BANGKOK/TOKYO -- A Japanese startup that has developed a strong, lightweight and biodegradable material inspired by spider silk is set to begin full-fledged production in Thailand, a major milestone for a product 14 years in the making.
The Yamagata Prefecture-based Spiber, a 2007 offshoot from Japan's Keio University, is one of Japan's few unicorns.
Its signature product, Brewed Protein, is made by feeding such plant-derived sugars as glucose to microbes. The fermentation process converts biomass into proteins that can be processed into a wide variety of forms for applications ranging from apparel to auto parts.
"We want proteins to contribute to social development as a new core industry following ceramics, steel and plastics," Keisuke Morita, head of Spiber's Thai unit, said Monday while taking questions from the press at an inauguration ceremony for the company's first mass production facility.
The plant in the city of Rayong is scheduled to enter full operation late this year. It will be able to churn out hundreds of tons of the proteins annually -- 100 times the capacity of Spiber's pilot site in Japan.
"We'll expand the options for sustainable materials in response to demand from society," said co-founder and representative executive officer Kazuhide Sekiyama, who attended the event virtually.
Spiber picked Thailand in part because of the low cost of biomass in the Southeast Asian country -- an advantage that the company says will finally enable it to produce Brewed Protein for less than $100 per kilogram.
"Sugar from sugar cane is half as expensive as in Japan, and cassava-derived [sugar] is 20% to 30% cheaper," Morita said.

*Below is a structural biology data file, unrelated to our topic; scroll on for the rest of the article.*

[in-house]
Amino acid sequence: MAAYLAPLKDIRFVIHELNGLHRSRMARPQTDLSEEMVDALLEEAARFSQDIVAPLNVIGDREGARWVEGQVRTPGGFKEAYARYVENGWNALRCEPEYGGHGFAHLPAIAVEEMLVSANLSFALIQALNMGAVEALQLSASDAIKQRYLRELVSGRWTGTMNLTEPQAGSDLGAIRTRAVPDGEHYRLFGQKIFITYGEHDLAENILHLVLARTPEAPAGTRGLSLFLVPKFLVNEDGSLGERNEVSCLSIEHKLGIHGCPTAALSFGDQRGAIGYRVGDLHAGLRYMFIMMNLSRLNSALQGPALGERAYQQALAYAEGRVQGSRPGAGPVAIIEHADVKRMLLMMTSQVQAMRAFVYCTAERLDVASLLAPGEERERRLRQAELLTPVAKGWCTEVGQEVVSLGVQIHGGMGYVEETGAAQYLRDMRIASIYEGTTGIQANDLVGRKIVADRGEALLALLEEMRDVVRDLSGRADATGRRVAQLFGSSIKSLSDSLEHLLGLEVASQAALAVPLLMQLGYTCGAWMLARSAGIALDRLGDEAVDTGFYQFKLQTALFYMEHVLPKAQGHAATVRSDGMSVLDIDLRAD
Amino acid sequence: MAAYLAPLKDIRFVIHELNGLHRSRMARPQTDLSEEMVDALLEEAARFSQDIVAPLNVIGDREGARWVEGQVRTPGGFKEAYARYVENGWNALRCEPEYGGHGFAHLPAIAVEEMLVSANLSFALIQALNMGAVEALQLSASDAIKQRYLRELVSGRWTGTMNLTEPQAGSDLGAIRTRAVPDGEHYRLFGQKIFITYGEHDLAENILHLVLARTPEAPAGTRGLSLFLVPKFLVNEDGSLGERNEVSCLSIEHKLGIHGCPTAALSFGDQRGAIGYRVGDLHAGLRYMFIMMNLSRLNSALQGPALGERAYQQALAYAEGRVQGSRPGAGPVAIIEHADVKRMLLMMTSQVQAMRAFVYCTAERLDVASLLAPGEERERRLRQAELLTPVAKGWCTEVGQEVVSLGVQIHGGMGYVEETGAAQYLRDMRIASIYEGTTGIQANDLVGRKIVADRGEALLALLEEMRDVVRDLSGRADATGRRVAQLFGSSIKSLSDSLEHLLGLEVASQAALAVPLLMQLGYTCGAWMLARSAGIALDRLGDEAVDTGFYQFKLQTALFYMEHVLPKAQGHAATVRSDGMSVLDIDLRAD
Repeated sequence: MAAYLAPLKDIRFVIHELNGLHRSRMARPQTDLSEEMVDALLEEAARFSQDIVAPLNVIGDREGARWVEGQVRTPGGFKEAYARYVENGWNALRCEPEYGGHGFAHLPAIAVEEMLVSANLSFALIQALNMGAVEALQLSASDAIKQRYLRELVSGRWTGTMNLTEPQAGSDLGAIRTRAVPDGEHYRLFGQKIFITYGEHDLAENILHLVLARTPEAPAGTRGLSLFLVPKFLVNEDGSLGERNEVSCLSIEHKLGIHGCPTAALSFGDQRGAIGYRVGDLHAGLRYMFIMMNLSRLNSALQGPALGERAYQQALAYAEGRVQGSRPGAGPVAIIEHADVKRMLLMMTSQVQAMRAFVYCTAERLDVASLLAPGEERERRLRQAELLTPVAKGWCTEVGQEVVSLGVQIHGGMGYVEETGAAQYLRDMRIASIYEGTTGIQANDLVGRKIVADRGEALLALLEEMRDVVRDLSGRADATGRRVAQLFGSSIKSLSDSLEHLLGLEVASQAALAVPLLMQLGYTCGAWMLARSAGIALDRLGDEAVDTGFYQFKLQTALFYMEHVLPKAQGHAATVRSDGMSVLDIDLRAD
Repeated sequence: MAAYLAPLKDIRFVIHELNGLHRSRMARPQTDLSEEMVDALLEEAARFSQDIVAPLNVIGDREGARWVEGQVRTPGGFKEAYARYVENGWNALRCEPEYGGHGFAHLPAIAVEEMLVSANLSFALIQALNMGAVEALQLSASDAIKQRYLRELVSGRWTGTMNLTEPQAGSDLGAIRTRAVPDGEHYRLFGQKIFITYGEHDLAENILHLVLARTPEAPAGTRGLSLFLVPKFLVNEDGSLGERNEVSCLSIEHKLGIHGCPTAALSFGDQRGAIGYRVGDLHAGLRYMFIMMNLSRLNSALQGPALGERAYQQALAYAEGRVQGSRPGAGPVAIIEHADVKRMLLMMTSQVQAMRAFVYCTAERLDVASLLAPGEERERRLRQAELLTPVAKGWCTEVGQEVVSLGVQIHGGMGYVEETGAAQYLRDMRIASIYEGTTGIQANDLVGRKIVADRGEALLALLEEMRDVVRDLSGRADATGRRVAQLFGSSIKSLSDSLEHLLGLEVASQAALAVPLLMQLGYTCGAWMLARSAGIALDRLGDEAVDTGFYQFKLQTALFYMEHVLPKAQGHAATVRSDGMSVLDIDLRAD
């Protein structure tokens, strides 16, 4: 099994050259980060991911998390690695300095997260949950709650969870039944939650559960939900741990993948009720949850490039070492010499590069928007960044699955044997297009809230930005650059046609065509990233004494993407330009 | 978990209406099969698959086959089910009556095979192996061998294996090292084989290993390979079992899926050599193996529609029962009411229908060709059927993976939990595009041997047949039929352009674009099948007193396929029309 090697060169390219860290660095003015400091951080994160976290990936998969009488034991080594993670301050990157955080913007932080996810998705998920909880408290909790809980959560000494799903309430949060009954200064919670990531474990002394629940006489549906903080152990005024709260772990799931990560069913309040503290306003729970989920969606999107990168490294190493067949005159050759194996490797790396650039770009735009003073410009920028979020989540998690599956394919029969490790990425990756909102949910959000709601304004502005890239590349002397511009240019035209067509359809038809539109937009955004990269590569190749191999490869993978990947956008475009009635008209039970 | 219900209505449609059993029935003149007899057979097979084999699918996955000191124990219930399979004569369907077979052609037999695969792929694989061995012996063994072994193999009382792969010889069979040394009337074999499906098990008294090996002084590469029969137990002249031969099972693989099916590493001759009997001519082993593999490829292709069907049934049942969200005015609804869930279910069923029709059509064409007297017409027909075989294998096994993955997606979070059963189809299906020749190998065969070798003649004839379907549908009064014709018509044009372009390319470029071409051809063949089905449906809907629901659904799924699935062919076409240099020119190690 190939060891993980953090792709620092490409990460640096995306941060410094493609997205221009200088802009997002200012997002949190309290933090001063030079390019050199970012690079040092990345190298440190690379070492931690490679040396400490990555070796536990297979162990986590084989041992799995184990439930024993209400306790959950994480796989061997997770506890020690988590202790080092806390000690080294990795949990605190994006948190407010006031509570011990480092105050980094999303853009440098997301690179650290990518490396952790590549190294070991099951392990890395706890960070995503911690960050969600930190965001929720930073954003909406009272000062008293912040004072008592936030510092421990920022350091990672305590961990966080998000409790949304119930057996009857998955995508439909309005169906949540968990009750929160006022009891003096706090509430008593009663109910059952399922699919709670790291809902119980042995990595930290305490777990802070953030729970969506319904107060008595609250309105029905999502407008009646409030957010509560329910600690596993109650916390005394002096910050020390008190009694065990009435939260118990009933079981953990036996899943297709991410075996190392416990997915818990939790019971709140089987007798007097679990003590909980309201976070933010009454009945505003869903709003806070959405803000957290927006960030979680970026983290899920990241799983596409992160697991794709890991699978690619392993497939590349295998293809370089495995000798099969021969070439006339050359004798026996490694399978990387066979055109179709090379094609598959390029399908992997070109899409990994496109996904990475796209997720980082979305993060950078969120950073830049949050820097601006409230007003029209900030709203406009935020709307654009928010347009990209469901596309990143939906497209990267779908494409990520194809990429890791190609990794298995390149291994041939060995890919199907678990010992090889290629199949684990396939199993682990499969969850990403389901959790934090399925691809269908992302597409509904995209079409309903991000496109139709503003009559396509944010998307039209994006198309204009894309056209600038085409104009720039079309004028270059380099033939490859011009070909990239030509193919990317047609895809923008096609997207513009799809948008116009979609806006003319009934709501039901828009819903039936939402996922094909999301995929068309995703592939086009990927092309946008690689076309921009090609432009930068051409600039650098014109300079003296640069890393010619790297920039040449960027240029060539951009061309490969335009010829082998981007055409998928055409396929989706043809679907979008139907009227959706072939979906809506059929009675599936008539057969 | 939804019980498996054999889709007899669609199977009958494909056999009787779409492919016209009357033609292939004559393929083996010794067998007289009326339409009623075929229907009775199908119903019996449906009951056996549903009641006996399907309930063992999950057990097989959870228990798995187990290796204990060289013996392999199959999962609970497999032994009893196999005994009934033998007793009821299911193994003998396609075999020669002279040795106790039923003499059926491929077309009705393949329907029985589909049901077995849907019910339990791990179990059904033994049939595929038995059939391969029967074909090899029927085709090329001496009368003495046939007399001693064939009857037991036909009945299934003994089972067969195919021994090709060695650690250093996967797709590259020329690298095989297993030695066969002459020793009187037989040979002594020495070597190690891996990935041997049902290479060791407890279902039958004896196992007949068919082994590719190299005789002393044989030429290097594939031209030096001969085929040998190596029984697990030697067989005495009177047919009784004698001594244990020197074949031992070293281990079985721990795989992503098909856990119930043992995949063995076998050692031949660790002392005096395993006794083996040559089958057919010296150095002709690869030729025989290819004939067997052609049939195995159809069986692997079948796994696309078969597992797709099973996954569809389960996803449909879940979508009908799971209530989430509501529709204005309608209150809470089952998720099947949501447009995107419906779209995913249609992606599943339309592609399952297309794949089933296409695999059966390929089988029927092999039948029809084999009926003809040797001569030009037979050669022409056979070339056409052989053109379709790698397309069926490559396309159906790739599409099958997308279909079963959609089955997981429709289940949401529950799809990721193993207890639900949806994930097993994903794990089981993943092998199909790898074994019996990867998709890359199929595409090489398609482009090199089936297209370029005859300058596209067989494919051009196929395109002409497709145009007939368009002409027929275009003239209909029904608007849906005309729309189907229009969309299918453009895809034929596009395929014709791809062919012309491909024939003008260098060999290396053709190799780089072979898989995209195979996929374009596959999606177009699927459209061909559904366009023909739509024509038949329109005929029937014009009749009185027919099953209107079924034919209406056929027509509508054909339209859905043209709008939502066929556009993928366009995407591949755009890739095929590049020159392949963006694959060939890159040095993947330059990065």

Apparel is the startup's first target market. Goldwin, the Japanese company that holds the license for The North Face sportswear brand there, sold limited-edition T-shirts and sweaters made with Brewed Protein in 2019 and 2020, but these carried high price tags. The hope is that mass production at the Thai plant will make the material accessible to more brands.
Spiber is setting its sights on the auto industry next -- another reason for its presence in Thailand, a hub for the sector. Brewed Protein may appeal to automakers making their vehicles lighter to save fuel. Toyota Motor-affiliated parts manufacturers Kojima Industries and Toyota Boshoku have invested in Spiber.
"We see [Brewed Protein] being used in interior components such as seats over the medium and long term," Morita said.
The Thai government is welcoming Spiber with open arms as it tries to pull the country out of the "middle-income trap" of economic growth stagnating as labor costs rise. Duangjai Asawachintachit, secretary-general of Thailand's Board of Investment, said the startup will be offered long-term tax breaks.
The plant will put Spiber a step closer to crossing the "valley of death" faced by manufacturing startups -- the challenge of surviving for long enough to bring a product from the drawing board to the market.
"When the business started, it took months to make just 20 mg of protein," Morita said. "All we got was 2 cm of nonuniform fiber. Everyone thought the company was going to go under."
Fledgling companies in Spiber's position more often than not have a tough time raising capital, but the startup has found ways to keep cash coming in. It raised 25 billion yen ($226 million) late last year through an unusual method that involves securitizing intellectual property and fixed assets in what appears to be the first deal of its kind in Japan.
"It's a strong alternative to an initial public offering," Sekiyama said.
The cash will be used to fund a planned production facility in the U.S., a joint project with American agribusiness giant Archer-Daniels-Midland that Spiber hopes to start up in 2023 at the earliest. But the company's immediate priority is ensuring a stable supply from the Thai plant.
"We're finally at the starting line," Sekiyama said. "As we start with apparel and expand into the auto industry, we can have a real impact on the environment."